Crippled CEO Blog #076:
Last week, I answered the first five of the eleven questions posed in the book Tribe of Mentors by Tim Ferriss. People seemed to like the first five, so I’m excited to finish the rest off this week.
6. What is an unusual habit or an absurd thing that you love?
I have so many, actually. The most salient, well-known one is probably milk. Specifically, 2% Publix brand milk with a hint of Hersheys chocolate syrup. This is all I drink. And I don’t mean that as hyperbole. It is literally the only fluid that I ingest. There is a large Yeti cup next to me right now, as there always is, filled with milk. And even though I drink it all day, every day, I still really love it. I still get a tremendous amount of joy out of it every single time. My mom had a similar relationship with coffee, so it might be hereditary.
I also count letters in sentences and phrases with a speed and accuracy that people seem to find alarming. I do it as a game. The goal is to find naturally occurring phrases in the wild that I hear people say or read that end with a multiple of 10 (e.g. 10, 20, 60, etc.). There are some weird rules to the game that I won’t get into, also, but the letter counting thing has been with me since childhood.
I really enjoy staying up bizarrely late. On weekdays, I go to bed between 1:30 AM – 3 AM. On weekends, I go to bed between 4:30 AM – 6:30 AM. I used to wait for the sunrise on the weekends, but I have trouble making it that late these days as I get closer to 40.
7. In the last five years, what new belief, behavior, or habit has most improved your life?
For many years, I only had one other person with me in the office. First, my dad, and then later, an office manager. If I had some idea or project I wanted done, I was going to do it myself, because there wasn’t anybody else to do it.
Eventually, though, this mindset led to me being the bottleneck for all kinds of things. It took me a long time to realize something obvious: Life Saver doesn’t care WHO does something as long as it gets done. And if I pass along ideas and improvements to other people, there is a much better chance that they actually get done — maybe better than I would have. Now, the criteria for what I do isn’t: “Am I the best person for this task?”, it is: “Am I the only person for this task?” And sometimes, the answer is still yes, and if I’m only saying yes to those things, then I’m able to make sure they get done.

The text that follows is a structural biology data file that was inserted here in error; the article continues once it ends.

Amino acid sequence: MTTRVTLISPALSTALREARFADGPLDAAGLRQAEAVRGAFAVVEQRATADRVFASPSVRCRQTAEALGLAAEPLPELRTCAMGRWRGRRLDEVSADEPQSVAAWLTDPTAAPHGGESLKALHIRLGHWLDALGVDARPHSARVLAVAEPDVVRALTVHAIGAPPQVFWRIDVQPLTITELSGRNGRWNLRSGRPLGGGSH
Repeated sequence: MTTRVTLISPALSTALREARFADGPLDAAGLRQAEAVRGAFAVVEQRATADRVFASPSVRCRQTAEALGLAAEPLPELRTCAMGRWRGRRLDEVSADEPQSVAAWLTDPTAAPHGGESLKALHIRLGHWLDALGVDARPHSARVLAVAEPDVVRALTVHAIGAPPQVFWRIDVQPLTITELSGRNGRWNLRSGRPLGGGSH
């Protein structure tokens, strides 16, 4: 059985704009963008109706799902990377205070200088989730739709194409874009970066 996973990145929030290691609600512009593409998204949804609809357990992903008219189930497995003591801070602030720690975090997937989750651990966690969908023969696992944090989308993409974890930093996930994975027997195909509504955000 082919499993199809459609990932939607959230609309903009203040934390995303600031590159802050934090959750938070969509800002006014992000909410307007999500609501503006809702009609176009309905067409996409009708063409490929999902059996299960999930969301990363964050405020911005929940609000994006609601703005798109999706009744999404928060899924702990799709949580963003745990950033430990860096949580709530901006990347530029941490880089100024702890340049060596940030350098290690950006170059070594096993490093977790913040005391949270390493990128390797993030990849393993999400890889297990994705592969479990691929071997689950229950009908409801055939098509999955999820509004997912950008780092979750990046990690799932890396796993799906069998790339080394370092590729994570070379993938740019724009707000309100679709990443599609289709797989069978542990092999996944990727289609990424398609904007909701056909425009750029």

Listening to audiobooks while I use the restroom has been pretty great, also, like I mentioned in the last post.
8. What advice would you give to a smart, driven college student about to enter the “real world”? What advice should they ignore?
You can mess up/screw off until you’re 40 and still live a great life. And maybe you should.
9. What are bad recommendations you hear in your profession or area of expertise?
The bad advice I usually hear is the type that sounds right because it’s cautious and risk averse. Stuff about not trusting others, not taking risks, if it ain’t broke, don’t fix it, and so on. And I think that entire mindset is malarkey.
10. In the last five years, what have you become better at saying no to (distractions, invitations, etc.)? What new realizations and/or approaches helped? Any other tips?
I’ve gotten really good at saying no to invitations to things I don’t want to do. I have a rule that I don’t do showers: actual, bridal, baby, golden, any of it. No showers. The same goes for birthday parties for small children. I’m good.
In business, I’ve gotten better at saying no to unreasonable requests. I tend to be generous by default, so this has been a helpful realignment. I’m also much more willing to say no to anything that disrupts the excellent company culture we have. It’s important, and fragile, and I consider it my personal responsibility to keep it safe.
11. When you feel overwhelmed or unfocused, or have lost your focus temporarily, what do you do? (If helpful: What questions do you ask yourself?)
I don’t know if I can recall a time where I felt like I had lost focus, though I’m sure I have and not noticed, but I have certainly felt overwhelmed. For me, the secret to getting back to being just whelmed or even underwhelmed is a reality check. What’s really at stake? What’s the worst that could happen? And what can I do right now, like literally in the next 15 minutes, that can make it better? A combination of reassessing and then moving forward seems to help when I feel overwhelmed.
And that’s it! Those are the 11 questions. I hope you all enjoyed that, and if not, why did you keep reading? That’s very kind of you.
(I bet you know who did enjoy that. Your mom. She also enjoys my text every Sunday that gives her the link to the latest blog. You can also get this by sending a message to 484848 with the word CRIP as the message. You should do it. It’s good karma.)